More MXenes coming? New synthesis method widens range of MAX phases for MXene fabrication | The American Ceramic Society

More MXenes coming? New synthesis method widens range of MAX phases for MXene fabrication

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[Image above] Credit: JudeanPeoplesFront; Flickr CC BY-NC-ND 2.0

We’ve written a lot about MXenes here on Ceramic Tech Today (most recently here). That’s because these materials have interesting properties that make them useful for a whole host of applications, from electromagnetic shielding and biomedicine to supercapacitors and water filtration.

Sure you’ve heard the term—but what exactly are MXenes? Simply, MXenes are 2-D materials that are transition metal carbide and nitrides.

The name MXene indicates their composition, where “M” is a transition metal (such as titanium, tantalum, niobium, vanadium, or molybdenum) and “X” is carbon or nitrogen. The “-ene” indicates that the material is 2-D, similar to “graphene.”

MXenes are generally formed by etching materials called MAX phases—also carbides and nitrides, albeit with an extra element crowding their composition. You can think of a MAX phase as an Oreo cookie—in this less tasty version, “M” and “X” are the cookie layers, and “A” is the cream filling.

The filling is made from a group A element from the Periodic Table, such as aluminum, silicon, tin, or indium.

MXenes are generally formed by chemically etching out the “A” layer of a MAX phase—like eating only the cream filling from the Oreo and leaving behind the stacked cookie layers.

Scientists have experimentally synthesized more than 70 MAX phases to date, but most of the 20 or so MXenes that have been made are derived from MAX phases containing aluminum in the filling layer.

One such popular MAX phase, titanium aluminum carbide (Ti3AlC2), however, is neither cheap nor abundant—it’s only produced in small batches on request, driving up costs and limiting large-scale production of titanium carbide MXenes.

In contrast, titanium silicon carbide (Ti3SiC2) is produced in large volumes and thus is much more economical, so it would be a more viable precursor for scaling-up production of MXenes.

But, of course, there’s a reason why the majority of MAX phases used to synthesize MXenes to date have involved aluminum—possibly because aluminum has the lowest reduction potential of the group A elements.

So, it’s a big deal that scientists at Drexel University (Philadelphia, Pa.) now report that they have devised a new method to produce MXenes from MAX phases containing a filling element other than aluminum.

“The key result is that after 7 years of trying to etch elements other than aluminum in the A-layer of MAX phases, we succeeded with silicon,” Yury Gogotsi, professor of materials science and engineering at Drexel, senior author of the new research, and ACerS Fellow, writes in an email. “So this opens new opportunities in MXene synthesis.”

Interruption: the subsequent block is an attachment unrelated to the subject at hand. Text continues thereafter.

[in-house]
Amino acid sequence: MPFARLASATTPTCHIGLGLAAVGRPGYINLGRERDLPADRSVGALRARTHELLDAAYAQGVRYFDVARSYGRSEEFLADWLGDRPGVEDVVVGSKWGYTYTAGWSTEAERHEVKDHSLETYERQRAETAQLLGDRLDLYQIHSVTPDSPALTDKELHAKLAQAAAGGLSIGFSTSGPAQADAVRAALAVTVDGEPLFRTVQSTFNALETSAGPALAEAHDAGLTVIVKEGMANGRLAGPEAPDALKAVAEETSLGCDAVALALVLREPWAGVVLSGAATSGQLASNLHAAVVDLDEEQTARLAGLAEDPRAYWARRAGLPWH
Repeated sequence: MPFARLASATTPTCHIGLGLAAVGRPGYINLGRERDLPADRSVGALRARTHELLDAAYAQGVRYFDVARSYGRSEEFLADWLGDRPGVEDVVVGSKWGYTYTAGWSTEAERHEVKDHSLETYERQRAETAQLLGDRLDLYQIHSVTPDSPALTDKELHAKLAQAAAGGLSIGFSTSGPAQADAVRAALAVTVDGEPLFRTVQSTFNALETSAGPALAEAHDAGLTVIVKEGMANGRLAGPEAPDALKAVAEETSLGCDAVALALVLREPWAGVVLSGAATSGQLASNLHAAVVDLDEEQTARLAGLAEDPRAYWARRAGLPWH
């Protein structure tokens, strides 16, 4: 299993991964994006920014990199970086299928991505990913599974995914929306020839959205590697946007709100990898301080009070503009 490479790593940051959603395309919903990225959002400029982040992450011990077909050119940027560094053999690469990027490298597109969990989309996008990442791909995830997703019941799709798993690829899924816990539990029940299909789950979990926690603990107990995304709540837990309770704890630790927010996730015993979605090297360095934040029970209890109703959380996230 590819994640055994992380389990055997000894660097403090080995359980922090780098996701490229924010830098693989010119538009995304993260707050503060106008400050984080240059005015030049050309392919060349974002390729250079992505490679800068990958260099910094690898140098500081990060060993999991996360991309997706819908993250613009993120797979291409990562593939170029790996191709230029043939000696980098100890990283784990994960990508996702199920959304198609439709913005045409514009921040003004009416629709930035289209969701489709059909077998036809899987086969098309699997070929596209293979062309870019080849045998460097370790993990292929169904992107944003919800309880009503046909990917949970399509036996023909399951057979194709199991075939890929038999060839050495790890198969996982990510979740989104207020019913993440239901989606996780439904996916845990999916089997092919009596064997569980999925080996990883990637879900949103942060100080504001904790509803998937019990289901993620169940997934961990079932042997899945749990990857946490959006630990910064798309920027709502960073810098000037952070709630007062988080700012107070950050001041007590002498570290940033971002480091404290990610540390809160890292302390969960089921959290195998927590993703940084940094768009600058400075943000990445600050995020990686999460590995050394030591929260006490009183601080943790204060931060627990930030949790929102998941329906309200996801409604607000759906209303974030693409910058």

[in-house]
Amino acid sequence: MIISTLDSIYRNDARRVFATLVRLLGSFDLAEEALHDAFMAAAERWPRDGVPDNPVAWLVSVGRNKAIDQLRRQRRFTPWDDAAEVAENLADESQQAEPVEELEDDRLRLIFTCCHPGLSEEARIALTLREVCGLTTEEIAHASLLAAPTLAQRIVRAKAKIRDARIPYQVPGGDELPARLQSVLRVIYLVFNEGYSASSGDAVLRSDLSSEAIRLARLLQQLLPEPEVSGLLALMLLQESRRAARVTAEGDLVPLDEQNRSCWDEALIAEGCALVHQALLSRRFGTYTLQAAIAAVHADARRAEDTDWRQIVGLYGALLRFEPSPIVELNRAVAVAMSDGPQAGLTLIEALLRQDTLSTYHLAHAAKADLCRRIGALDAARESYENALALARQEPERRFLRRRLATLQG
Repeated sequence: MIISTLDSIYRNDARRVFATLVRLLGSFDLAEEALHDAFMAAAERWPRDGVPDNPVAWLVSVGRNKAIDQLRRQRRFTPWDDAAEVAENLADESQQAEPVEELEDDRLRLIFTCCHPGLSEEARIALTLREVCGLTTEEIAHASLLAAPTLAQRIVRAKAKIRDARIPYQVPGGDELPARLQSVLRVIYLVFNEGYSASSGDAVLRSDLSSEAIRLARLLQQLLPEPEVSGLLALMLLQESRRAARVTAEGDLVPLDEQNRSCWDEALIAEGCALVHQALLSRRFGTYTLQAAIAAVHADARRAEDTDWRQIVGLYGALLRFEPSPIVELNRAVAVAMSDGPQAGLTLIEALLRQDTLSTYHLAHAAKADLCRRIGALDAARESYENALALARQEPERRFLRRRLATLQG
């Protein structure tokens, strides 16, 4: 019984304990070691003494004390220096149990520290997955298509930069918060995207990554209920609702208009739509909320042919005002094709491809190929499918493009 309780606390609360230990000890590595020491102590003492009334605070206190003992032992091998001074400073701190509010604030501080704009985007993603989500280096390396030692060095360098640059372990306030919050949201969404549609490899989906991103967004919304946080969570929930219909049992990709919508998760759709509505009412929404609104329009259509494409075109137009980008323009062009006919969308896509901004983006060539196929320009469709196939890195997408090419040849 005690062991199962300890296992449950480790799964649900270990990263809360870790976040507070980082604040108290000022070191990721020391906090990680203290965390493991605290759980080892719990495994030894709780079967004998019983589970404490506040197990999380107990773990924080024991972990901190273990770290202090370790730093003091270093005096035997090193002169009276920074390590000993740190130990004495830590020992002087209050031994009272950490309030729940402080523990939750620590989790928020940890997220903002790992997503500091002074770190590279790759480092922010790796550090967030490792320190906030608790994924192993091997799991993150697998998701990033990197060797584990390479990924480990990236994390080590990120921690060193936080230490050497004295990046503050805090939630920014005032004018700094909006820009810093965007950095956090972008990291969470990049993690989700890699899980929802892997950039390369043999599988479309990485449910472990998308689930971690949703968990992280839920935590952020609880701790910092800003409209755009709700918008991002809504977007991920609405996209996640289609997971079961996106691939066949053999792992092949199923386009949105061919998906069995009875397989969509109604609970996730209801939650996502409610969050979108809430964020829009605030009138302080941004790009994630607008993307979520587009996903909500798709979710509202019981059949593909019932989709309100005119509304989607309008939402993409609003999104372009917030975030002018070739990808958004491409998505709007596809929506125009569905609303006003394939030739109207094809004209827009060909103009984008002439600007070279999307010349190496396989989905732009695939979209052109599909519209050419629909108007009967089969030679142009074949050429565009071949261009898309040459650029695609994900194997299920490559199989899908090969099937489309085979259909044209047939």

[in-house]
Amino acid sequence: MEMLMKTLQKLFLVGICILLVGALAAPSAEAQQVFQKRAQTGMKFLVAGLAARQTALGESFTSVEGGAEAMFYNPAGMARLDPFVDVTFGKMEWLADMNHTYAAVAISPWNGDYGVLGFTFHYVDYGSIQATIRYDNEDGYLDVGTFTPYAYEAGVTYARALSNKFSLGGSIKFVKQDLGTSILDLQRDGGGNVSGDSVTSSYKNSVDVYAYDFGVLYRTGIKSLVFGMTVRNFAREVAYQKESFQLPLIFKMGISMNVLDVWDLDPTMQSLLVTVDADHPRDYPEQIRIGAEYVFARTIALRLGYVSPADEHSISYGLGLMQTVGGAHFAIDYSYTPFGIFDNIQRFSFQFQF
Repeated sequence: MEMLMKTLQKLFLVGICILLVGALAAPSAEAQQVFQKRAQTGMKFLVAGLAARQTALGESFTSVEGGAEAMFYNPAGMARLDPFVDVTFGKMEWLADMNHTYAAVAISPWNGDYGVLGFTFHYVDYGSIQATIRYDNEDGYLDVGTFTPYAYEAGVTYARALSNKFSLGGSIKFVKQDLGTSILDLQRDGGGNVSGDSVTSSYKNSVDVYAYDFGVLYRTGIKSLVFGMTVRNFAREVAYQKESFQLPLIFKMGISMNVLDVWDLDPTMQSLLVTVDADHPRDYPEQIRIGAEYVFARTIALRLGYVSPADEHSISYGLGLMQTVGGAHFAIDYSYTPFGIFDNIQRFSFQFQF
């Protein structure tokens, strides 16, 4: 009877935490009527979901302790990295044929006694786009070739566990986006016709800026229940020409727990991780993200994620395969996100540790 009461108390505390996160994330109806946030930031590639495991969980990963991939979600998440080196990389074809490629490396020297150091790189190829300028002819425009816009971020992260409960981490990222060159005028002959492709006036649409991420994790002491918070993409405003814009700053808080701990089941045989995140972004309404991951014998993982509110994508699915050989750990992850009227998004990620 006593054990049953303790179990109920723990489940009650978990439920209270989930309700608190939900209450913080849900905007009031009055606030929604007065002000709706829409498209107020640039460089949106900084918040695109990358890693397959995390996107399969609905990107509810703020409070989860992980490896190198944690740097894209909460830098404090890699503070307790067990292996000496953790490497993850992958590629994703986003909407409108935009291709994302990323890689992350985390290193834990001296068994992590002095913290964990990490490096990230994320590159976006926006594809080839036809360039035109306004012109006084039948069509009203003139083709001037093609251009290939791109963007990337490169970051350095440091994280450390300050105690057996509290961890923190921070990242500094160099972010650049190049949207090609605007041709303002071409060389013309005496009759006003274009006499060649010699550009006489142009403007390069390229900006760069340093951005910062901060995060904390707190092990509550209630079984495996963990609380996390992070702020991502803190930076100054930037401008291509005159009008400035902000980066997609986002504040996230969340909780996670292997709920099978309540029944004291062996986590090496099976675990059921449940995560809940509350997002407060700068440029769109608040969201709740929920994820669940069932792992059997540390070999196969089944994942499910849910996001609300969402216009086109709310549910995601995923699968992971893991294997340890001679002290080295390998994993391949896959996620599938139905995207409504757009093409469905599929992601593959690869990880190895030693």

It’s not like they didn’t try before—initial attempts to etch MXenes from titanium silicon carbide failed because the standard MXene hydrofluoric acid etching process can’t break silicon atoms free from their strong bonds.

The team has now found that adding a dash of oxidizing agent (such as nitric acid, hydrogen peroxide, or potassium permanganate) can do the trick, weakening the bonds so that silicon can be etched out. The simple technique can successfully transform titanium silicon carbide into titanium carbide MXene—a big step for potential scale-up of these useful materials.

“The etching process leaves behind stacks of titanium carbide, which can be delaminated to make flakes, which are approximately 1 nanometer in thickness. The researchers used this method to make flexible, electrically conducting titanium carbide films on a relatively large scale,” according to a Wiley news release.

Regarding how the oxidation process may affect the quality of MXene films, Gogotsi says that they’re not yet sure how the process will affect properties, “but somewhat different surface chemistry will certainly lead to different properties.”

So the team’s next step will be to determine the effects of processing parameters on properties—“which useful properties will be enhanced and which ones will be negatively affected,” Gogotsi says.

And with such new avenues for MXene synthesis, the team also plans to investigate whether they can create new MXenes from other aluminum-containing MAX phases as well.

The paper, published in Angewandte Chemie, is “Selective etching of silicon from Ti3SiC2(MAX) to obtain 2D titanium carbide (MXene)” (DOI: 10.1002/anie.201802232).

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